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JULY 2022. Blues Vol 38 No. 7

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JULY 2022. Blues Vol 38 No. 7.1 FEATURES 38 COVER STORY - Diamond DA62-MPP 50 INSERT: APSCON Convention - Reno 66 12 Innovative Police Technologies 76 Sheriff’s Association of Texas Conference - Ft. Worth 84 Visit Galveston Island this Summer DEPARTMENTS 6 Publisher’s Thoughts 8 Editor’s Thoughts 10 Guest Commentary 14 News Around the US 34 Breaking News 90 Remembering Our Fallen Heroes 110 War Stories 114 Aftermath 118 Open Road 120 Healing Our Heroes 122 Daryl’s Deliberations 124 HPOU - From the President, Douglas Griffith 126 Light Bulb Award 128 Running 4 Heroes 130 Blue Mental Health with Dr. Tina Jaeckle 132 Off Duty 136 Ads Back in the Day 140 Parting Shots 142 Buyers Guide 160 Now Hiring - L.E.O. Positions Open in Texas 198 Back Page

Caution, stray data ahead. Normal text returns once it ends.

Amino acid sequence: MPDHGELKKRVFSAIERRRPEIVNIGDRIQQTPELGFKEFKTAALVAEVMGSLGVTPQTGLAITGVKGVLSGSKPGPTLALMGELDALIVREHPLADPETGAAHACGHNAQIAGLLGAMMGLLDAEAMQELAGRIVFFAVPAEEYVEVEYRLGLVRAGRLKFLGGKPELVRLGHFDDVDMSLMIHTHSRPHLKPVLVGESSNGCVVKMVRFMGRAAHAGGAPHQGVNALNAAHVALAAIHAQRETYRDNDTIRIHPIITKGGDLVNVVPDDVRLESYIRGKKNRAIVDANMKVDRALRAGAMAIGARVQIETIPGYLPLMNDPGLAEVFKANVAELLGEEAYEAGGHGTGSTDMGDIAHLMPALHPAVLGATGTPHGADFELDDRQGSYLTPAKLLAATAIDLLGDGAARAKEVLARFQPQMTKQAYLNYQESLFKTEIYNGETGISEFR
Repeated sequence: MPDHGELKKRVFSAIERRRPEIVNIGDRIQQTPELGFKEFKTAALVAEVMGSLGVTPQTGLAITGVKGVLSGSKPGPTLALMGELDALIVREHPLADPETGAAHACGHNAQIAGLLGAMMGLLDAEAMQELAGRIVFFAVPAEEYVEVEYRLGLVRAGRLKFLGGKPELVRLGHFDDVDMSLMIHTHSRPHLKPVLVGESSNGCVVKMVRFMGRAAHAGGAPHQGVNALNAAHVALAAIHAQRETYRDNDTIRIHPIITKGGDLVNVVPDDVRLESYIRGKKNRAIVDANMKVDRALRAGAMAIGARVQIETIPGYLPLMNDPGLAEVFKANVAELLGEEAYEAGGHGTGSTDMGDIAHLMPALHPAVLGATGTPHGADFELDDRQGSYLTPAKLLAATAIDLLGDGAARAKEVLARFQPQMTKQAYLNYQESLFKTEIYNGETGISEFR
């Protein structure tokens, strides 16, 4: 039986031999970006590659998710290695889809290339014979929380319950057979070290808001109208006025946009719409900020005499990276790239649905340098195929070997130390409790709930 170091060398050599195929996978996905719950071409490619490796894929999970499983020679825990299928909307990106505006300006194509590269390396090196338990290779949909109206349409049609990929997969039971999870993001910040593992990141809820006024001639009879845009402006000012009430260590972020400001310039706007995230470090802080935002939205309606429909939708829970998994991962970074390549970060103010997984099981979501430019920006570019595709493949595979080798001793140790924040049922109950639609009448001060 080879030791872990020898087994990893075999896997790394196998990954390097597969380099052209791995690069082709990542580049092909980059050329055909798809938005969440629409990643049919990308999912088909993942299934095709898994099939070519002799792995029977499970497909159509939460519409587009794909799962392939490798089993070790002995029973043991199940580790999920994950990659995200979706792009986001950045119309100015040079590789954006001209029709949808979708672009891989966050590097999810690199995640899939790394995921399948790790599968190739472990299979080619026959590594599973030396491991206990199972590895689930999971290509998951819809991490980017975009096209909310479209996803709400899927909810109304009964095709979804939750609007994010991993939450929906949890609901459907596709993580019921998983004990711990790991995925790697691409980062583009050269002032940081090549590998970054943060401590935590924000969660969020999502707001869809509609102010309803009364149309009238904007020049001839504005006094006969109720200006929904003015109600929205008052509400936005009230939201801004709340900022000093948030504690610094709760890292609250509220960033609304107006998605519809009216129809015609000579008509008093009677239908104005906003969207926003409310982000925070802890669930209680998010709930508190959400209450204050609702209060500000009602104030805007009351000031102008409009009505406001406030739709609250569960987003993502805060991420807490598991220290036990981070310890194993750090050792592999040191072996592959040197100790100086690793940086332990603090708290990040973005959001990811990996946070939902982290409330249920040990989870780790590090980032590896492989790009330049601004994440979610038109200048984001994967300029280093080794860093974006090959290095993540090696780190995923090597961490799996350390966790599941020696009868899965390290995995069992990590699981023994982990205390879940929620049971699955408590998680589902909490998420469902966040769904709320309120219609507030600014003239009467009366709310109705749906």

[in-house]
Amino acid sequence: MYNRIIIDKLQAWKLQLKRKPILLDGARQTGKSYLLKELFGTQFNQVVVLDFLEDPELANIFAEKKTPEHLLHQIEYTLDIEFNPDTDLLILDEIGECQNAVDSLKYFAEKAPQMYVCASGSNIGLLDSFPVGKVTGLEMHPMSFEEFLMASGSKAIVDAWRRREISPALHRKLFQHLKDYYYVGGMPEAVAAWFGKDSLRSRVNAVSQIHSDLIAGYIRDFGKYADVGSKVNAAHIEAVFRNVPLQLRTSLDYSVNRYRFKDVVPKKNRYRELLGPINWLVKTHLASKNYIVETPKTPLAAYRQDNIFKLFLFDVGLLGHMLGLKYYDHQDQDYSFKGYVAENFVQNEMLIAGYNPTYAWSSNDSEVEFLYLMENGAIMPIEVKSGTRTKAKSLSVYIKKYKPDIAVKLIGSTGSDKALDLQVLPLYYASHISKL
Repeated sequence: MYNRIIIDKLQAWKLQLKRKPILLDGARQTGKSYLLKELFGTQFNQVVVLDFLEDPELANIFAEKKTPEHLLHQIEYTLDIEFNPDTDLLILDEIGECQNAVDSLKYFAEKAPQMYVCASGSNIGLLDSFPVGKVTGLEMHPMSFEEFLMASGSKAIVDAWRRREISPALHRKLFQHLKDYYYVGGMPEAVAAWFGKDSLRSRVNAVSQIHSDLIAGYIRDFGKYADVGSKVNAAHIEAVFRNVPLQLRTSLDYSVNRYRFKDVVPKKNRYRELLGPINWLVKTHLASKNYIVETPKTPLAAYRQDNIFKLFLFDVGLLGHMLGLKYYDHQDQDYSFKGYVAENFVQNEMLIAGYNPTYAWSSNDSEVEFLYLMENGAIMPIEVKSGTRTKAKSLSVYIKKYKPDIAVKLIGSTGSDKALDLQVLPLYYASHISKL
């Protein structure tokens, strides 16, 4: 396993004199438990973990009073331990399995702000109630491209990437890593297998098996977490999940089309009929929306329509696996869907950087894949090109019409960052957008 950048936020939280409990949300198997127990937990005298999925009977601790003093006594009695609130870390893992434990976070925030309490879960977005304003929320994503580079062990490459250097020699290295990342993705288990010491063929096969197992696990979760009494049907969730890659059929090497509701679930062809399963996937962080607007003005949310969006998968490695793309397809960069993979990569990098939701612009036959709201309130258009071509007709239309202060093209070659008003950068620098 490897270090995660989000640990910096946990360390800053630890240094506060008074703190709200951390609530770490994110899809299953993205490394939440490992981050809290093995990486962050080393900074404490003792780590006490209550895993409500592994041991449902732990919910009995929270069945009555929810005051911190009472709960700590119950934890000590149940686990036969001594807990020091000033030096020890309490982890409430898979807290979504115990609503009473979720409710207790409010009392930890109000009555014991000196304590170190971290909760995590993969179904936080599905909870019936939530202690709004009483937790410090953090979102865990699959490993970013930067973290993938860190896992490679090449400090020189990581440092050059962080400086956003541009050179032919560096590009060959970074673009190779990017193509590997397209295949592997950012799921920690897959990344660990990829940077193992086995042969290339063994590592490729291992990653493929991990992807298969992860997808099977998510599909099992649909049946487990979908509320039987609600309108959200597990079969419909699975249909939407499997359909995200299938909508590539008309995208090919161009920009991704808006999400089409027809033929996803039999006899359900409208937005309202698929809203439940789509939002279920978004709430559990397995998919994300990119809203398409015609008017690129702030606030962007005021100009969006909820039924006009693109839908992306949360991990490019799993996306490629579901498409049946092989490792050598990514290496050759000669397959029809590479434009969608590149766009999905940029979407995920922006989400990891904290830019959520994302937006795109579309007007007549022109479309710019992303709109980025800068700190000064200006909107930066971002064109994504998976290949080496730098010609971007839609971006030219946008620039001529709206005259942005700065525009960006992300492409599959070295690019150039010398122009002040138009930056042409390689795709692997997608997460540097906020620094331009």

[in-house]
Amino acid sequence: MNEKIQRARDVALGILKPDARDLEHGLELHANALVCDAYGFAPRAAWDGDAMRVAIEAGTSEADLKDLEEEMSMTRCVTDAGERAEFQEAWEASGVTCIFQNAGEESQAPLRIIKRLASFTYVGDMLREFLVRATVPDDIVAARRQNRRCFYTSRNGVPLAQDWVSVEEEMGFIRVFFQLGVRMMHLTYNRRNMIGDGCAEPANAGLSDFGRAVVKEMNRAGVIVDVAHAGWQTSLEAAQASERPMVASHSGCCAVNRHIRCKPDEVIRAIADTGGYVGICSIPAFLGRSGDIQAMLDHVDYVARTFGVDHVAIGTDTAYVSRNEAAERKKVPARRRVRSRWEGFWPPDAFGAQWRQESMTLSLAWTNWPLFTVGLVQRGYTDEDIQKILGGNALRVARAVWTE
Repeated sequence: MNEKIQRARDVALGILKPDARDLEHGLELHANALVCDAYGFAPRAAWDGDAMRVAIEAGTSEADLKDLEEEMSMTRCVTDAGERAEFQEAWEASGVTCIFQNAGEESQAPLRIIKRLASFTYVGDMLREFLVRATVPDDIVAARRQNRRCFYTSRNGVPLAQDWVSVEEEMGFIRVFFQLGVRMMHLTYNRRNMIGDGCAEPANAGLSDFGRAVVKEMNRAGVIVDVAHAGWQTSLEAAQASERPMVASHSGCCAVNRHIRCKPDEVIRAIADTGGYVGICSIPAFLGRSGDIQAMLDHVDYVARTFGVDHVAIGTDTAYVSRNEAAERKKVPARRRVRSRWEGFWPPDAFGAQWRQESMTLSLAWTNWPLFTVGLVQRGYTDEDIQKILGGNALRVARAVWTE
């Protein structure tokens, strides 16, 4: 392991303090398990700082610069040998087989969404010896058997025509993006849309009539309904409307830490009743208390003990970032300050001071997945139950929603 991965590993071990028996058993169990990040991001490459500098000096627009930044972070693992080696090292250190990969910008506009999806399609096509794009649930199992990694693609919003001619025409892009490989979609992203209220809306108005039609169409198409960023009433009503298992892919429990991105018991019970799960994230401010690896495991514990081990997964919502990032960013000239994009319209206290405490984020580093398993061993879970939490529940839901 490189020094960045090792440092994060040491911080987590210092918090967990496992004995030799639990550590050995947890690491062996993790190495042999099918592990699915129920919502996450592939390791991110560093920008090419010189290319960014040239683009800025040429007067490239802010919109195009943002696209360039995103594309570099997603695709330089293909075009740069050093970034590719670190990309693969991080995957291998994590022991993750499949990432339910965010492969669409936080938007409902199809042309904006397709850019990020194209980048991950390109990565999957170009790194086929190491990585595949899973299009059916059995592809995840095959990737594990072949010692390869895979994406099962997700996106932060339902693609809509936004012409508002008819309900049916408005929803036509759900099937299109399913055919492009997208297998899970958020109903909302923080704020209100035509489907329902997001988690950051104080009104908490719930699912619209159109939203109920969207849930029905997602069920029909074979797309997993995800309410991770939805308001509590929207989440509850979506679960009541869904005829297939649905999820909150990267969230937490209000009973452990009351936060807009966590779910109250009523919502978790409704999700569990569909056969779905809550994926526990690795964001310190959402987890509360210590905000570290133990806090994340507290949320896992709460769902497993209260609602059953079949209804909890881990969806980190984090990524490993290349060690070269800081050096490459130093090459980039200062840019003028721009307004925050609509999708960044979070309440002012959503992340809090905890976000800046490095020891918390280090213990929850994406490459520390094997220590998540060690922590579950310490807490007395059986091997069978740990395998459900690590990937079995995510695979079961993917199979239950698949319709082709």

FROM THE GUEST EDITOR’S DESK CONGRATULATIONS Their lives are in our hands. Back on May 24th, after numerous inquiries, questions and the like, in reference to the tragic, senseless loss of life in Uvalde, Texas, out of respect to those lives lost, those hearts broken and those who were there, I chose to remain silent. I waited for the time to pass whereby the beautiful souls taken, could be laid to rest. No matter what is shown, revealed or said, above all things, respect for those lost should always be, paramount. For about ten years of my thirty-year career in Law Enforcement, I was an ISD Chief of Police. I was fortunate enough to have the opportunity to build two Police Departments which were comprised of some of the finest Law Enforcement Officers, in the State of Texas. In my time as an ISD Chief, I brought multiple, Full Scale Active Shooter Drills to our schools. I invited area and even regional First Responder agencies to participate. In those events, we incorporated students to help as “Victims” and even had professional make-up artist create “wounds” We infused obstacles such as gunfire, smoke, fire alarms and “victims” grabbing the responding Officers legs, begging for help. The test here was, can our Officers push through such obstacles and continue to hunt down REX EVANS and stop the killer from taking one more innocent life? Some, laughed at these events citing, “That’ll never happen here!” And “We don’t need to be doing all this. It’s a waste of time, money and resources.” And of course, there were the attitudes some agencies or department heads had for one another and, towards schoolbased policing, in general. In the course of my time as an ISD Chief of Police, I had Teachers, Administrators, Principals and even Superintendents, challenge and argue against some safety measures, counter measures and other safety equipment. Budgets are critical, this I understand. Traditional ways of doing things and such, I get it. That being said, at what cost though? As far as the Law Enforcement response to Robb Elementary School. If we in Law Enforcement, specifically School Based Law Enforcement, don’t aggressively and tenaciously train for the fight, how then could we ever expect to win that fight? There’s an institution, a State of Texas Agency, called the Texas School Safety Center. It is charged with in part, identifying, accessing and measuring hazards and threats within Public School Districts, across Texas. After the Santa Fe High School tragedy, the Governor and Lt. Governor held multiple high-level meetings of how to proceed with keeping such a tragedy from repeating itself. Including, the Texas School Safety Center. I will give credit where credit is due. They were on the right track, here. They really were. Unfortunately, they stopped short. You see, the Texas School Safety Center has volumes of rules and regulations. But no Investigative / Enforcement Division which can effectively tell a School District, you shall meet minimum State Standards as pertaining to safety / security regulations set forth, by Law. Specifically with regards to the overall Law Enforcement Response to Robb Elementary. The ISD Chief of Police should have responded to and done multiple things, differently. Very differently. And, in every Active Shooter Response Doctrine I’ve ever been exposed to, the ISD Chief of Police is in fact, the overall Incident Commander. Unless...he or she has been incapacitated or otherwise incapable of such Command and, is 8 The BLUES The BLUES 9

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